In November, Americans turned on their computers, fired up their Internet connections and gravitated to wikileaks.org. The nation was appalled at coverage by virtually all national media telling the tale of a series of diplomatic cables leaked from different U.S. embassies in the world.
Immediately questions were raised about the U.S. military’s excessive use of force, national security, foreign relations, and a number of other matters included in the first wave of cables reaching the public eye. Vice President Joe Biden, Secretary of State Hillary Clinton and the State Department (with the help of Interpol) set out to try to silence Assagne.
But the response was starkly different in Mexico. Two days after the first WikiLeaks came out communications were released on U.S.-Mexico relations, the violence problem in Mexico and our armed forces’ internal debacles, as well as President Hugo Chávez’ involvement in supporting former presidential candidate Andrés Manuel López Obrador in the 2006 elections.
Some U.S. colleagues immediately contacted me commenting on “the hard hit” Mexico was taking from Assange’s open communication and free speech antics. However, Mexicans did not start tweeting or commenting on facebook and other social media sites about this. The usual suspect bloggers were mildly impressed and Mexico’s government reaction to the leaks was as agitated as a couple of turtles taking a nap.
The reason for this difference in general reaction between U.S. and Mexico’s society is both simple and strikingly depressing: we’ve lost hope and trust in our political system and its players. We’ve lost the capacity to be amazed by our own state’s inadequacies.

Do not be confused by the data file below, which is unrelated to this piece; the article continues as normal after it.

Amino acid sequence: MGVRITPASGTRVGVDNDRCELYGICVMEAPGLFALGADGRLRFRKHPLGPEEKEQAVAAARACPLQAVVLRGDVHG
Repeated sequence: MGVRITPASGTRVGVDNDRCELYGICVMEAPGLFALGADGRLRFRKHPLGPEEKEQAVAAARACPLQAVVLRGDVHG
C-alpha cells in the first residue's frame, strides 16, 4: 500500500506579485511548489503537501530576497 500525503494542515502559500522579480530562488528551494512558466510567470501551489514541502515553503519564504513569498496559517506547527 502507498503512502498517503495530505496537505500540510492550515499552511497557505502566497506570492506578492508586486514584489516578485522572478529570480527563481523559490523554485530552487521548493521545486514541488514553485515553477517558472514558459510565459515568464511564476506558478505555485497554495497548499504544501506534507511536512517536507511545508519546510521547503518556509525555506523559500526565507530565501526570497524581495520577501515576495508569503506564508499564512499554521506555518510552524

When they leaked that the government was in danger of losing control of some regions of Mexico to organized crime; when they told us that Venezuela’s Head of State was involved in the leftist movement in Mexico; when we read that U.S. consular officers were concerned with President Felipe Calderón’s ability to lead, all Mexicans could say was “tell me something I didn’t already know.” Corruption and inefficient government unfortunately are no longer a surprise to us. In a world where perception is reality, the fact that WikiLeaks told us these things maybe made them more official, but it wasn’t something we didn’t already feel and had been talking about for decades.
So to all Americans I say this: enjoy and value the fact that you can still be amazed when Assange tells you about disappointing activities going on behind the scenes in your political system and institutions. When this becomes a norm and it actually gets boring to hear about it for the nth time, that’s a sign for you to be really concerned.
*Arjan Shahani is a contributing blogger to AmericasQuarterly.org. He lives in Monterrey, Mexico, and is an MBA graduate from Thunderbird University and Tecnológico de Monterrey and a member of the International Advisory Board of Global Majority—an international non-profit organization dedicated to the promotion of non-violent conflict resolution.